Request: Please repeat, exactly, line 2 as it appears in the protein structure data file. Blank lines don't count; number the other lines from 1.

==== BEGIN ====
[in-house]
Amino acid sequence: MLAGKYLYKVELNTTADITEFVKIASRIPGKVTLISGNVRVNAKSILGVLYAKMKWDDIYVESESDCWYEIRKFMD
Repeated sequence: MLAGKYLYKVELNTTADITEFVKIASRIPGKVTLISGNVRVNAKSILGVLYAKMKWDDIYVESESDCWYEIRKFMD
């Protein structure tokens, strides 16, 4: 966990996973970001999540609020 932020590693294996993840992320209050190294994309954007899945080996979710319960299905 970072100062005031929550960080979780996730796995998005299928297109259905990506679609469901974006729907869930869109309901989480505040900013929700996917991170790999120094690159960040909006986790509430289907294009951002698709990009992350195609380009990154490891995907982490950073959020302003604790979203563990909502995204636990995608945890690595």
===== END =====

Amino acid sequence: MLAGKYLYKVELNTTADITEFVKIASRIPGKVTLISGNVRVNAKSILGVLYAKMKWDDIYVESESDCWYEIRKFMD